3. Asphalt Green
Sitting next to FDR Drive between 90th and 91st street on the Upper East Side is a hulking, arched concrete building. Called Asphalt Green, the striking building is actually an athletic facility with basketball courts and a gym, among other amenities. The recreation center’s name is indicative of what it used to be: an asphalt mixing plant. Architects Ely Jacques Kahn and Robert Allen Jacobs designed the almost windowless building in the 1940s but the need for the mixing plant waned and other uses for the building were proposed. After a proposal for a public recreation center won general opinion, the industrial site was retrofitted with hoops and locker rooms.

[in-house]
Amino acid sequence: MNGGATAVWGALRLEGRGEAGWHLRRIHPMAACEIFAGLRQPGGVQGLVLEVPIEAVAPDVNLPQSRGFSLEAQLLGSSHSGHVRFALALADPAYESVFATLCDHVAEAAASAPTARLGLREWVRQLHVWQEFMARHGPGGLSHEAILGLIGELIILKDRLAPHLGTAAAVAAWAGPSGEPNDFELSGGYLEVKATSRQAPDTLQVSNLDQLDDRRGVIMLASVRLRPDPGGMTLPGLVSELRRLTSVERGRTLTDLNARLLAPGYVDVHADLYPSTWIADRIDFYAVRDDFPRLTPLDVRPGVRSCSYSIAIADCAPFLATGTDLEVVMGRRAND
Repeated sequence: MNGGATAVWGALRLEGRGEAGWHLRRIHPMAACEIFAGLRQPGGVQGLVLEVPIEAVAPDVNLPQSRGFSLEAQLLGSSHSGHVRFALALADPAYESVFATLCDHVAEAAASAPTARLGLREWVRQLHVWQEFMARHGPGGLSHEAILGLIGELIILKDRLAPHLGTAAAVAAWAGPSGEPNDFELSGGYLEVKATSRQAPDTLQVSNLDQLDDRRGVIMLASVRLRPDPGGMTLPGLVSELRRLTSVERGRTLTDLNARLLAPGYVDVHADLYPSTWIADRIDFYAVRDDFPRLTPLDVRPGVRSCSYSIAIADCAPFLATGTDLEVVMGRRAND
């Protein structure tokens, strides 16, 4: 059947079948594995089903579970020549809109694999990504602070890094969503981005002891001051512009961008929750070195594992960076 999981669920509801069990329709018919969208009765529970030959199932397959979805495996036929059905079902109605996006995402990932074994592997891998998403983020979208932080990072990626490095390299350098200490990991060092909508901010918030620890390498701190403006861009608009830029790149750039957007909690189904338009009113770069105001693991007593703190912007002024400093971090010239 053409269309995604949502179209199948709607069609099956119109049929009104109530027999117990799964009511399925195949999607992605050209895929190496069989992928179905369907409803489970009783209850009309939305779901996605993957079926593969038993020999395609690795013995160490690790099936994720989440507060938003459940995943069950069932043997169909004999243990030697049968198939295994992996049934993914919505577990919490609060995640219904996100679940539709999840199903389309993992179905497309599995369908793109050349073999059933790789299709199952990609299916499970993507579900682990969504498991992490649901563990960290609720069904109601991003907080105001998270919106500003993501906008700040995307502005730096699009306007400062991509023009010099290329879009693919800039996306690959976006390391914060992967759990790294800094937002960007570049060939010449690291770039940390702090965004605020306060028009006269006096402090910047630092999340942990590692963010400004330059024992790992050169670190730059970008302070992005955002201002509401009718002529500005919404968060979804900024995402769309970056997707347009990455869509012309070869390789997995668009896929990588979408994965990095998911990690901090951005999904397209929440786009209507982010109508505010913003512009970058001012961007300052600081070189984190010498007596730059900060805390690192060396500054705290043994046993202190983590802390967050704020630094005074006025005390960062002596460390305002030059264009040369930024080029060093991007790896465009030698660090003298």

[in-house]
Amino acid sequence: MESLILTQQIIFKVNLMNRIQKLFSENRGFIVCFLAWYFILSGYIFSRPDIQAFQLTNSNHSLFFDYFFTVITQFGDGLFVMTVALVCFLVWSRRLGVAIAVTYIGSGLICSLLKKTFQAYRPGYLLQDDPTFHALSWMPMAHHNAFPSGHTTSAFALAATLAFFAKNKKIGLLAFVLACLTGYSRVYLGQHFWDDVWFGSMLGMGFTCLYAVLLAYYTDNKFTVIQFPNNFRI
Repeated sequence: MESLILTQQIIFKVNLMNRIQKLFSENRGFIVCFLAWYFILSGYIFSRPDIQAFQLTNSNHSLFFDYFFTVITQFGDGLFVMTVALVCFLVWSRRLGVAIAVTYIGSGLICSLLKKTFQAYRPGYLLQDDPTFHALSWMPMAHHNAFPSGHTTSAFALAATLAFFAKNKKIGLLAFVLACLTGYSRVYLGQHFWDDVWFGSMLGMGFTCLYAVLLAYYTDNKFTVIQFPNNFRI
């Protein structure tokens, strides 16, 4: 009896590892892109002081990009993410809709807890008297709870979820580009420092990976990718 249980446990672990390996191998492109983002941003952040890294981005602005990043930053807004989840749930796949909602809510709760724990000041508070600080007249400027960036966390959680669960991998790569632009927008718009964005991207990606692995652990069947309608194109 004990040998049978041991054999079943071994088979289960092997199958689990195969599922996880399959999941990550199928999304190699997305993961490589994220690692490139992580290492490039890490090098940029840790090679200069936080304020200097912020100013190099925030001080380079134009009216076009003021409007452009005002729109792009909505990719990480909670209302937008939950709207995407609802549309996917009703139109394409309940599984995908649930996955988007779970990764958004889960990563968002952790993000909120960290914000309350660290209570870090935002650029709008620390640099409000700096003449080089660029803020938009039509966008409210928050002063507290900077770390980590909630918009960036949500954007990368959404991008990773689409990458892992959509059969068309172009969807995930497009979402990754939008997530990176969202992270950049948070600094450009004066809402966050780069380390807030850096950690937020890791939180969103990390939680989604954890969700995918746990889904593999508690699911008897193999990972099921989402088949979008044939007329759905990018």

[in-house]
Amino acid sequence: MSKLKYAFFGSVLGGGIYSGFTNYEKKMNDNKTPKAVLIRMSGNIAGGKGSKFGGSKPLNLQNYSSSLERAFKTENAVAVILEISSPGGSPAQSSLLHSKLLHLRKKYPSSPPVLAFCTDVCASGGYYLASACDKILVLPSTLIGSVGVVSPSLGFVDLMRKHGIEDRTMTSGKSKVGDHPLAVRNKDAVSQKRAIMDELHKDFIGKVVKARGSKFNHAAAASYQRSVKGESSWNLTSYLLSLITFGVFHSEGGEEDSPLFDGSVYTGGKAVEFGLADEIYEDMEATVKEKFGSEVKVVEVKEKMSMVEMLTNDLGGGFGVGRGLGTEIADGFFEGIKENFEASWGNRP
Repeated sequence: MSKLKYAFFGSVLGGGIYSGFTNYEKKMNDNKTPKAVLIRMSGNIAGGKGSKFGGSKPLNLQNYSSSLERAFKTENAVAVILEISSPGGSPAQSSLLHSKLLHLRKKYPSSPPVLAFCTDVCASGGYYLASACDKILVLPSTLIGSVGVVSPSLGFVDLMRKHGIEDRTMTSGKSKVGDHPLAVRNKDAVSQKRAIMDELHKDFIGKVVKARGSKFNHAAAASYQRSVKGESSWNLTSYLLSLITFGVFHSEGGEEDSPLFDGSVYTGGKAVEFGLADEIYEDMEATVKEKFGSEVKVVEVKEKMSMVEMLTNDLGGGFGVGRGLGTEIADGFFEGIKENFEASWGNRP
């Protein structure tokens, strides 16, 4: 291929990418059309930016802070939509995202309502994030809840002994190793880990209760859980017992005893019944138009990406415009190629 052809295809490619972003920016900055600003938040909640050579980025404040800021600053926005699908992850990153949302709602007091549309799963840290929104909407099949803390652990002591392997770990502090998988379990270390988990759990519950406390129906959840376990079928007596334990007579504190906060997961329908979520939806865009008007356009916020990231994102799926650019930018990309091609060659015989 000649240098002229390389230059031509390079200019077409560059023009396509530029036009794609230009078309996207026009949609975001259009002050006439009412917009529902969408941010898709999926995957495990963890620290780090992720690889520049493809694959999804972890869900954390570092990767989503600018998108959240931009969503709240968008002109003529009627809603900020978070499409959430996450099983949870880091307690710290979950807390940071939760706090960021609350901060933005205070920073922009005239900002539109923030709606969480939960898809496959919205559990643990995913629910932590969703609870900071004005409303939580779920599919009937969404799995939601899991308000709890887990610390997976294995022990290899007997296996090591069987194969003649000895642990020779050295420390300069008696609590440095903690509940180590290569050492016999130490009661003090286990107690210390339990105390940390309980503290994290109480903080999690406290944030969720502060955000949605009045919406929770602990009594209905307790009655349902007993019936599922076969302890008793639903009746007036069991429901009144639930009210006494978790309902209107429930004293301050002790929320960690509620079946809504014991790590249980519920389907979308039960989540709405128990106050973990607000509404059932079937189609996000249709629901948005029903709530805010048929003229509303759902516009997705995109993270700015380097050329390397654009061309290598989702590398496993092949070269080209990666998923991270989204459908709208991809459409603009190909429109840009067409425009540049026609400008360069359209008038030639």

Asphalt Green received plenty of criticism: Robert Moses coined the name the “Cathedral of Asphalt” and called it “the most hideous waterfront structure ever inflicted on a city by a combination of architectural conceit and official bad taste.” But the building’s dramatic arches have made it a landmark, and the facility’s popularity is undeniable with thousands of children utilizing the facility for youth sports programs.